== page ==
Everyone knows that a sex offender registry exists. Almost everyone knows where to find it online. People use it routinely, even if just for fun. You log on and you search for your town and you see all the creepy people living around you. You may know some of them.
And almost everyone knows that there’s a second “secret” registry. A registry of a much smaller number of individuals, who are permitted to have their names removed from the aforementioned “public” registry (I put public in quotes because all conviction information, whether on the regular list or on the secret list, is still public and you can walk to your local courthouse or police department and get that information) for a variety of reasons – primarily to protect the identity of the victim. There are about 40 people on this “secret” registry. There are thousands on the “public” one.
In an important decision today, the CT Supreme Court reaffirmed that the “secret” registry must remain secret. In Dep’t of Public Safety v. FOI Commission (concurrence), a unanimous court held that “duh! do not disseminate means do not disseminate!” Of course, this all started not because Nosy Neighbor sought this information, but because a reporter did*.
A reporter for the Manchester Journal Inquirer wrote to the department of public safety and asked not for the name and address of the defendant, but basically everything else: the court of conviction, the name of the judge, the name of the prosecutor and the defense attorney. The department refused, the FOI commission ordered the department to turn it over and a trial court supported the commission’s ruling. Until the Supreme Court ruled. The question, boringly enough, turns on the meaning of the phrase “registration information”. Does that mean only the name and address of the registrant, as the newspaper argued, or everything that the department of public safety is required to catalog and maintain, as they argued?
There is no language in Megan’s Law that restricts the meaning of ‘‘registration information’’ to only some of the information in the registry.
The opinion makes the compelling point that for the “public” registry, all “registration information” is available to the public. One cannot then turn around and say that the same word, when applied to the “secret” registry means something different:
General Statutes § 54-258 (a) (1) provides in relevant part that ‘‘the registry maintained by the Department of Public Safety shall be a public record and shall be accessible to the public during normal business hours. . . .’’ There is no limiting language suggesting that only some of the information in the registry shall be accessible to the public. Correspondingly, General Statutes § 54-258 (a) (4) provides that, ‘‘[n]otwithstanding the provisions of subdivisions (1) and (2) of this subsection, registration information the dissemination of which has been restricted by court order pursuant to section 54- 255 and which is not otherwise subject to disclosure, shall not be a public record . . . .’’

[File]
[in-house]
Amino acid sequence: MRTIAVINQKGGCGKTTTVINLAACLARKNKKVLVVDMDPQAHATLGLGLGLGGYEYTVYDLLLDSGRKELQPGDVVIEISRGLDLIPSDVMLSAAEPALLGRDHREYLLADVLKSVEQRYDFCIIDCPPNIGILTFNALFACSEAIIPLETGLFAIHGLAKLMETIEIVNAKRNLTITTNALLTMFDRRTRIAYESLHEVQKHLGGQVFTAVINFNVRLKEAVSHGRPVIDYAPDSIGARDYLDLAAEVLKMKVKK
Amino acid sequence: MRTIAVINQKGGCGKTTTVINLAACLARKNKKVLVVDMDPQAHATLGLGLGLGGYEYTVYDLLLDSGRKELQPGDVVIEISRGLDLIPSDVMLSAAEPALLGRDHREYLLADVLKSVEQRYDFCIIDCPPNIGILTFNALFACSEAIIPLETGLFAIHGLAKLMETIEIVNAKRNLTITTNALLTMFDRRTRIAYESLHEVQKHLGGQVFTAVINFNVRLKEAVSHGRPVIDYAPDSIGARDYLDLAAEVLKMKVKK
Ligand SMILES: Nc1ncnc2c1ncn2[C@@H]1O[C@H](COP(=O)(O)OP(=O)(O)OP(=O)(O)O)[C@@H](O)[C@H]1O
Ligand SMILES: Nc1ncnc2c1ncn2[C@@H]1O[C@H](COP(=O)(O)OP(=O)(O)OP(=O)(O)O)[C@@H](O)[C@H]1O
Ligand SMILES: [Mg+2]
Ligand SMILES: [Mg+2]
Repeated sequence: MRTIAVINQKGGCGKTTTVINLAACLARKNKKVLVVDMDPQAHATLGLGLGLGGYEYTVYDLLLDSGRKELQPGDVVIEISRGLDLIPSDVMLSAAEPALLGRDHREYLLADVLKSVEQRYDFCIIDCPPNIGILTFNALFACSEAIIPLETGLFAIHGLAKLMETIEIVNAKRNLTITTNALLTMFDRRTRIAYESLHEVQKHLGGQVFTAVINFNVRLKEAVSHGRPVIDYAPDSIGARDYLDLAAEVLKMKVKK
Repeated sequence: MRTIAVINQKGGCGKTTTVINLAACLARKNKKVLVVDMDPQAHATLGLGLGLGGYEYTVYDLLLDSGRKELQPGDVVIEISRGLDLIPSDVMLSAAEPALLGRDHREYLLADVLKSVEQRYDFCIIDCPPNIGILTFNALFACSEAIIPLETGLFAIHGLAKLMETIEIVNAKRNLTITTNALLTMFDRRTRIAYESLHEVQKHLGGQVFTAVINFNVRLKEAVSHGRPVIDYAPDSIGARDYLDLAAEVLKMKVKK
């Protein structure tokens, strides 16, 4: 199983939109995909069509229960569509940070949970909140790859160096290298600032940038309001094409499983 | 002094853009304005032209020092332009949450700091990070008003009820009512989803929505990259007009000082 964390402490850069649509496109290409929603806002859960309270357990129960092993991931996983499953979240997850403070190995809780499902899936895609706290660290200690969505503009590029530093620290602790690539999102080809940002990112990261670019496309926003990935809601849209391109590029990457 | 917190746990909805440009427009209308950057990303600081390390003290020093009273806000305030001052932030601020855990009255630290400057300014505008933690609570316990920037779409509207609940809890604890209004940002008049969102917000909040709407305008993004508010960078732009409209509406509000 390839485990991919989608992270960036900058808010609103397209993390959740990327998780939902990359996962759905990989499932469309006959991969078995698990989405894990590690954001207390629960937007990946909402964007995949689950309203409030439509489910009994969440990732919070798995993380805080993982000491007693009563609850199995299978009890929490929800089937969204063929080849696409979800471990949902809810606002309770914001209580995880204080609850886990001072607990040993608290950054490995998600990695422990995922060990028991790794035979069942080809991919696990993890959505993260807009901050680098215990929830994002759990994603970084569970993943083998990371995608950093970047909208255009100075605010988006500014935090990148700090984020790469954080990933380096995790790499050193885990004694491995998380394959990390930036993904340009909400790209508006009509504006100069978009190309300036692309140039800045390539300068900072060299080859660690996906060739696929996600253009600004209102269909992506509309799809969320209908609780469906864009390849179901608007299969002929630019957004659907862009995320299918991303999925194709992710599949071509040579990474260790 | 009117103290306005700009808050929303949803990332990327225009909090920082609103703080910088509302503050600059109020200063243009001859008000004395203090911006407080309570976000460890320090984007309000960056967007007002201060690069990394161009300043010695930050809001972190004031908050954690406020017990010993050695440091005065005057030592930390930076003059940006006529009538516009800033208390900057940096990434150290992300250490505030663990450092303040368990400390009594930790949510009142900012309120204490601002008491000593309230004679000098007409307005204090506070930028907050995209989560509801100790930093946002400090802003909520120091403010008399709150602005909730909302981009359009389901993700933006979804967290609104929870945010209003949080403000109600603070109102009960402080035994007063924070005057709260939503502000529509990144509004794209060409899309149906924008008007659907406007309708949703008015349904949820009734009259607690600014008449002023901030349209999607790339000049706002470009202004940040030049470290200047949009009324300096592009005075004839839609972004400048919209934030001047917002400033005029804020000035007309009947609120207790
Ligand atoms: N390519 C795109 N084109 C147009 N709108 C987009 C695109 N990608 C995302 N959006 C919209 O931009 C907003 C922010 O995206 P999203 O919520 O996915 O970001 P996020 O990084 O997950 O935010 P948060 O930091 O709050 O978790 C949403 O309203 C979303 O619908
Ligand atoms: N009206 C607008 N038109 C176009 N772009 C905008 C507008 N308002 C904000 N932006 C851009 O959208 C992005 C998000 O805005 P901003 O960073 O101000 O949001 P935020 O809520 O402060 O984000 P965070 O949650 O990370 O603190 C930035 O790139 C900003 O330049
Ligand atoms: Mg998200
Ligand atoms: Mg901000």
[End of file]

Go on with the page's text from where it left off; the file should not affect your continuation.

Because the boldface title of § 54-258 refers to the ‘‘[a]vailability of registration information,’’ we must assume that all of its subsections and subdivisions refer to the same information. Thus, we must conclude that, just as the statute provides that all of the information in the registry is accessible to the public with respect to the overwhelming majority of offenders, none of the information in the registry is accessible to the public in the very few cases in which the court determines that the information should be restricted pursuant to § 54-258 (a) (4).
Judiciary Committee co-chair Mike Lawlor, whose remark (no, that’s not a typo) during the debate on the bill is heavily relied upon by the newspaper in support of its argument, is quoted in this Courant report:
State Rep. Michal Lawlor, co-chairman of the judiciary committee and one of the architects of the online registry, said the restricted list is intended to protect victims from further trauma.
He recalled a case in which a child, under the age of 6, was molested by her father. The man went to prison; the child grew up. When the man got out, he rejoined the family and was receiving counseling. In 1998, when the Internet sex-offender registry was created, the man’s name was posted. The daughter was in high school. She was shunned from events for fear that the father would show up. His name was eventually removed from the public list.
Lawlor noted that conviction information remains available through other channels, “but our concern was to keep it off the Internet registry, where it is obviously more visible.”
(*By the way, given the amount of grief I give newspaper reports and their coverage of legal issues, it is only fair to point out that this Courant piece by Josh Kovner is concise, precise and accurate. Well done, Josh!)
It seems that the Court got the legislature’s intent right. And so the “secret” registry lives on, protecting the identities of 40 victims and allowing them and their families a fair chance at reintegrating into society and living productive lives. Now if we could only do something about those thousands others whose names and pictures are readily available at the click of a button.